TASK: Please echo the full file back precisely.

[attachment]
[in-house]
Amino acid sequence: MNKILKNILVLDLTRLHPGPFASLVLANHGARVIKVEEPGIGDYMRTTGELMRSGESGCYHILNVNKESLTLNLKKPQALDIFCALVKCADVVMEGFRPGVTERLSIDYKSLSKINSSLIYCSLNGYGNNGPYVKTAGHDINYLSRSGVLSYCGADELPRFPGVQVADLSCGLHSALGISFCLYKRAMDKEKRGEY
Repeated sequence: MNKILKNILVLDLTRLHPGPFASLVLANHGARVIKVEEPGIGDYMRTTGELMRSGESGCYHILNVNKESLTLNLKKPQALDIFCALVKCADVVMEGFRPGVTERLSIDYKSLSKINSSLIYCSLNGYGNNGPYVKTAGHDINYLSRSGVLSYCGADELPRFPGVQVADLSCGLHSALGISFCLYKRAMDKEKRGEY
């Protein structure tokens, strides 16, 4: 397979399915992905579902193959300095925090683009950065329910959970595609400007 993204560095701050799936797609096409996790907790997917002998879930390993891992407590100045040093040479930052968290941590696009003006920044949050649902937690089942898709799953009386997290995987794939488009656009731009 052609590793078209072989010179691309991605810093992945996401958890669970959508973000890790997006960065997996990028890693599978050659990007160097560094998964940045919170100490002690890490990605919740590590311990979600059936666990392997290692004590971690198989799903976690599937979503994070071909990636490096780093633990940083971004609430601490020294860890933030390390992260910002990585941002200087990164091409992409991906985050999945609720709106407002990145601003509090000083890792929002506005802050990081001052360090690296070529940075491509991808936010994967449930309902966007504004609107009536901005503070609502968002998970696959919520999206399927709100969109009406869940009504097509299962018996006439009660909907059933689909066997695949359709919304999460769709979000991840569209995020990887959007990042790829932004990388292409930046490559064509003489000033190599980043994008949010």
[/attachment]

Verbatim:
[in-house]
Amino acid sequence: MNKILKNILVLDLTRLHPGPFASLVLANHGARVIKVEEPGIGDYMRTTGELMRSGESGCYHILNVNKESLTLNLKKPQALDIFCALVKCADVVMEGFRPGVTERLSIDYKSLSKINSSLIYCSLNGYGNNGPYVKTAGHDINYLSRSGVLSYCGADELPRFPGVQVADLSCGLHSALGISFCLYKRAMDKEKRGEY
Repeated sequence: MNKILKNILVLDLTRLHPGPFASLVLANHGARVIKVEEPGIGDYMRTTGELMRSGESGCYHILNVNKESLTLNLKKPQALDIFCALVKCADVVMEGFRPGVTERLSIDYKSLSKINSSLIYCSLNGYGNNGPYVKTAGHDINYLSRSGVLSYCGADELPRFPGVQVADLSCGLHSALGISFCLYKRAMDKEKRGEY
């Protein structure tokens, strides 16, 4: 397979399915992905579902193959300095925090683009950065329910959970595609400007 993204560095701050799936797609096409996790907790997917002998879930390993891992407590100045040093040479930052968290941590696009003006920044949050649902937690089942898709799953009386997290995987794939488009656009731009 052609590793078209072989010179691309991605810093992945996401958890669970959508973000890790997006960065997996990028890693599978050659990007160097560094998964940045919170100490002690890490990605919740590590311990979600059936666990392997290692004590971690198989799903976690599937979503994070071909990636490096780093633990940083971004609430601490020294860890933030390390992260910002990585941002200087990164091409992409991906985050999945609720709106407002990145601003509090000083890792929002506005802050990081001052360090690296070529940075491509991808936010994967449930309902966007504004609107009536901005503070609502968002998970696959919520999206399927709100969109009406869940009504097509299962018996006439009660909907059933689909066997695949359709919304999460769709979000991840569209995020990887959007990042790829932004990388292409930046490559064509003489000033190599980043994008949010």